Volume 74, Number 38 | Jan. 26 - Feb. 1, 2005

Board 4 still waiting for ship to come in at Pier 57

By Albert Amateau

Community Board 4 has decided not to support either of the two remaining proposals for the redevelopment of Pier 57 and is urging the Hudson River Park Trust to require the two rivals to resolve issues of traffic congestion, public open space and respect for the historic integrity of the 50-year-old West Side pier.

The community board, whose district includes the 300,000-sq.-ft. pier at 15th St., outlined its concerns in a Jan. 11 letter to Trip Dorkey, chairperson of the Trust, the city-state agency building the 5-mile-long riverfront park between Chambers and 59th Sts.

The community board’s decision not to choose between the proposals submitted by Chelsea Piers Management and by the developer Steve Witkoff with the Cipriani Organization restaurant group is in contrast to the Pier 57 Community Working Group, which last month voted to support the Witkoff-Cipriani Italian-themed proposal, Leonardo on Pier 57.

However, the Working Group, which includes community board representatives plus local elected officials and members of waterfront advocacy groups, had concerns about the vehicle access for the large catering and event space proposed for Leonardo on Pier 57.

The community board letter said it shared those traffic concerns, noting that “some members have questioned whether traffic plans are even feasible without causing major problems on Route 9A [the West Side Highway] and for the surrounding park.”

The traffic concerns focus on a large paved area in front of the pier designed to accommodate heavy traffic for major events at the 70,000-sq.-ft. banquet-and-event space in the Witkoff-Cipriani proposal. The proposed three lanes and large pickup and drop-off area would allow no space for the park in front of the pier and barely provide for a walkway, the community board said.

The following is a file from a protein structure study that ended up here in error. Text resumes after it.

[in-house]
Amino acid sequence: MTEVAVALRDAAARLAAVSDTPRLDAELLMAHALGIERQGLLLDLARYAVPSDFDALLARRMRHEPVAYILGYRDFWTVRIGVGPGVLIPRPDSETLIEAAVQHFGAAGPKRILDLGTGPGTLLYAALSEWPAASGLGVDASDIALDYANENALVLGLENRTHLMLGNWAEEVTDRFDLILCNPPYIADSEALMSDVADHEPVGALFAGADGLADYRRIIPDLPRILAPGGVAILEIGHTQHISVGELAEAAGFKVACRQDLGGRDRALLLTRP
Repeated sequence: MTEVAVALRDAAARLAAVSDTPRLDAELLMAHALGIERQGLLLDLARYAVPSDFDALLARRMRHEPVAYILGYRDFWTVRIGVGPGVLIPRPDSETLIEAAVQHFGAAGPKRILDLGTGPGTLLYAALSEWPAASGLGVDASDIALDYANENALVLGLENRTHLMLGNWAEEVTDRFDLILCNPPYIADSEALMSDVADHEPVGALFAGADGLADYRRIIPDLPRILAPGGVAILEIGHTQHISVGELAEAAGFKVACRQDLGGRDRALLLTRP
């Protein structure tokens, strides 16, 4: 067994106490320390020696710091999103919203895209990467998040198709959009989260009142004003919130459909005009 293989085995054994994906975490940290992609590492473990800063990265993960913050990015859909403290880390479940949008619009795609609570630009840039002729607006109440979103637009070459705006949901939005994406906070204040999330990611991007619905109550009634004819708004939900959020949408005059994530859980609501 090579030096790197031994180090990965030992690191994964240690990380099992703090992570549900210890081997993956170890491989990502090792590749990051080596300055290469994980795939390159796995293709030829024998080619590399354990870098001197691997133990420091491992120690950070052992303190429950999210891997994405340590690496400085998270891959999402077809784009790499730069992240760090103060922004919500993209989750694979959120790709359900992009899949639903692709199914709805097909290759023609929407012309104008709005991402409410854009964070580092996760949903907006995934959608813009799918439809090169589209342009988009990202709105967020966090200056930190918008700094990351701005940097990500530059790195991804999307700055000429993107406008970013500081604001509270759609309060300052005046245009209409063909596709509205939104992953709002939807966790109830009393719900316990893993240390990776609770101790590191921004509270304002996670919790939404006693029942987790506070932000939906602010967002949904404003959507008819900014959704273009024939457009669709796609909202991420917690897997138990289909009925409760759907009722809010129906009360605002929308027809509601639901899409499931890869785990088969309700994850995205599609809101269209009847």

An alternative that calls for bringing vehicles down ramps to the floor of the caissons — giant boxlike structures that support the pier — might work if there were two full lanes in the center of a drop-off/pickup area on a caisson floor, the letter said. Restrictions on traffic or providing parking/waiting areas outside the park might also be required, the letter said.

The Chelsea/Clinton community board also urged the Trust to consider the historic aspect of the issue, especially since Pier 57 has recently been listed on the State and National Historic Registers. The Chelsea Piers proposal to add a third story to the two-story pier for a tennis center “would diminish its historical value and increase the bulk of a structure that already overshadows the park,” the board letter says. However, both Chelsea Piers and Witkoff-Cipriani have said they would comply with requirements of the State Historic Preservation Office.

The community board also told the Trust that neither proposal has enough public open space, free of commercial uses, on the upper level of the west end of the pier, which overlooks the river. “It is impermissible in a public park for the best views to be reserved for patrons of upscale athletic facilities, whether tennis [Chelsea Piers] or swimming [Leonardo],” the board letter said.

The Trust board of directors meets Jan. 28, but Pier 57 is not on the agenda, noted Chris Martin, the Trust’s spokesperson. Julie Nadel, a member of the Trust board of directors, said board members are considering holding a discussion meeting on the issue in March.

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